1603. Aegyptus Antiqua Terra suis contenta bonnis non indiga mercis Aut Iois, in solo tanta est fidcuia Nilo . . .

  • Aegyptus Antiqua Terra suis contenta bonnis non indiga mercis Aut Iois, in solo tanta est fidcuia Nilo . . .

Aegyptus Antiqua Terra suis contenta bonnis non indiga mercis Aut Iois, in solo tanta est fidcuia Nilo . . . information:

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Aegyptus Antiqua Terra suis contenta bonnis non indiga mercis Aut Iois, in solo tanta est fidcuia Nilo . . .

Fascinating Map of Ancient Egypt from Ortelius’ Parergon, The World’s First Historical Atlas

Gorgeous example of Ortelius' second map of Egypt, which was issued only in late editions of his Parergon. Ortelius’ interest in ancient civilizations and the ways they interact is evident in what he decides to include on the map, making it a snapshot of not just Ancient Egypt but also Ancient Greece and the Roman Empire.

Oriented with west at the top, this map displays ancient Egypt and some of its surrounding regions, with a particular focus on the Nile River. It extends from Libya (Libyae nomus) in the west to the Gulf of Suez (here called the Arabian Gulf, Arabici sinus) in the east, and from southern Egypt to the Mediterranean Sea (here called the Egyptian Sea, Aegyptium Mare).

The map separates Egypt into regions. The largest, in the south, is Upper Egypt (Thebaidis Regio or Aegyptus Superior). A smaller region north of the last is Middle Egypt (Heptanomia), and the region on the coast of the Mediterranean, which includes the Nile River Delta, is Lower Egypt (Aegyptus Inferior).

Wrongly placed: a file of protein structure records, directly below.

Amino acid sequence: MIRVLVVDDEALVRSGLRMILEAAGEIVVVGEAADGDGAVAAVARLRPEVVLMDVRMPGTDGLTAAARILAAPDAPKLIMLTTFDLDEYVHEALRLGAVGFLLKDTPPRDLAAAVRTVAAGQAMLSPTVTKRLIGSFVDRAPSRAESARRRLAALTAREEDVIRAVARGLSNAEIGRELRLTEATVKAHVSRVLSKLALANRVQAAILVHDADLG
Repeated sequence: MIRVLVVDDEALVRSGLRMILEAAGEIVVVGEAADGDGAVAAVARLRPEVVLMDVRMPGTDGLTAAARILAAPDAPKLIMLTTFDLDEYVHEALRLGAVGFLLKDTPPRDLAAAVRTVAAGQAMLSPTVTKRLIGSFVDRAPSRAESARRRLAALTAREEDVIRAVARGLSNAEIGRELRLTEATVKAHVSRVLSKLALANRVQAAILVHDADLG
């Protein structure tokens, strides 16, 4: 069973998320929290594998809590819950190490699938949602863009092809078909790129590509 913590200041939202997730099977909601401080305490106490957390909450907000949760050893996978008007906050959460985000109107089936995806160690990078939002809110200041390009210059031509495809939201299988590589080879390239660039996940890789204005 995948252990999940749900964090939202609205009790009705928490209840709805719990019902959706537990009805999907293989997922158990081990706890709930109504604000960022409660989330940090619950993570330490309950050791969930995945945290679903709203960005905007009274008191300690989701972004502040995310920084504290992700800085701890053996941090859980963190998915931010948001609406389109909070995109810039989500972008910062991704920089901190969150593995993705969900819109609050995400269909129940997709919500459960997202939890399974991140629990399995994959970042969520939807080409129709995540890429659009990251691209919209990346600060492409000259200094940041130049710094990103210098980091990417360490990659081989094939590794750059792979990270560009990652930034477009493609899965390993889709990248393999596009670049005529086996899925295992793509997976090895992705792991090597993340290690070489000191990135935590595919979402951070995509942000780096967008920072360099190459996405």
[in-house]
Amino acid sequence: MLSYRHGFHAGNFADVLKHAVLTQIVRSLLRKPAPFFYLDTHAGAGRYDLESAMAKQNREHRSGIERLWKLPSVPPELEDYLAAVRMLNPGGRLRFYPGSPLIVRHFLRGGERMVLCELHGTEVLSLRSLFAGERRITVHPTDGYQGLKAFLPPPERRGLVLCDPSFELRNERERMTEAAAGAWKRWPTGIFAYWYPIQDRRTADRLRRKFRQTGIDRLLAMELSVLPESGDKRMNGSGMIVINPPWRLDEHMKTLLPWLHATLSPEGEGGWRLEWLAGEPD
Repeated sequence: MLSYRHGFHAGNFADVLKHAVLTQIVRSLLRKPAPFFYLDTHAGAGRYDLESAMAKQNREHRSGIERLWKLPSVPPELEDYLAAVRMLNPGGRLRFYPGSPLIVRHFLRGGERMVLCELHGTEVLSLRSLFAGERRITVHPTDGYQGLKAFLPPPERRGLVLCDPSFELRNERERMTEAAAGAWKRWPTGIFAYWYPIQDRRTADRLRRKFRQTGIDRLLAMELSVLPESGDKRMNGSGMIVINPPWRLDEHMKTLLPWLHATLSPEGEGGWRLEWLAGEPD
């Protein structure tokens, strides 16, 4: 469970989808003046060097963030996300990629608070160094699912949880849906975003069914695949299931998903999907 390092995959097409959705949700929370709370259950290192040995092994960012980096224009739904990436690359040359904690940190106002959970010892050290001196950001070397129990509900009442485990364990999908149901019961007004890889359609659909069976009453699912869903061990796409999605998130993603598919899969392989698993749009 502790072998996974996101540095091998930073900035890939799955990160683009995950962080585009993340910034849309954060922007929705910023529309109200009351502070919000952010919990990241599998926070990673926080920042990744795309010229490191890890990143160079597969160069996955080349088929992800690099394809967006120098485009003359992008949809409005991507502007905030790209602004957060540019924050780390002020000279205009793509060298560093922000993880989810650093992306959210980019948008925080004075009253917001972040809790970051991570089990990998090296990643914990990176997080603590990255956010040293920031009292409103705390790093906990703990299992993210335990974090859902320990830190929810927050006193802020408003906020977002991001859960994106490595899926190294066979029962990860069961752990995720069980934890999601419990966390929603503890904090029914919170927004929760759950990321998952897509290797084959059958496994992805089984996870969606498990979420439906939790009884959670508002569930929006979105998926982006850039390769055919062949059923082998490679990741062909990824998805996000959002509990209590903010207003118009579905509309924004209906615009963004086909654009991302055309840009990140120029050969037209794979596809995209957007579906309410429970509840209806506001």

Mountain ranges and trees dot the land. However, the real focus of this map is around the Nile River, each bend and fork is carefully rendered. These details help to orient the viewer and give a sense of the physical geography of the land.

The water bodies portrayed on this map, including the Gulf of Suez (Arabici sinus) and Mediterranean Sea (Aegyptium Mare), are filled in with simple stippling. This works to not complicate the map, as it is already heavily labeled. A few ships decorate the waters, but otherwise they are not the focus of the map.

Cities are picked out as miniature views, typical of Ortelius’ style. Some of the more notable cities include Memphis and Alexandria, and the region around Alexandria is shown in more detail in an inset map at the top of the page. The inset contains an ornate strapwork border, making it one of three cartouches on this map.

A simpler cartouche near the inset contains a list of places whose locations are uncertain. Below this is a scale bar, indicating how to measure distance on the map. The final cartouche is the most elaborate, containing the title and a passage from the writing of the Roman poet Lucan, telling the reader that Egypt is a rich and bountiful country. This cartouche contains elaborate strapwork and some figural elements.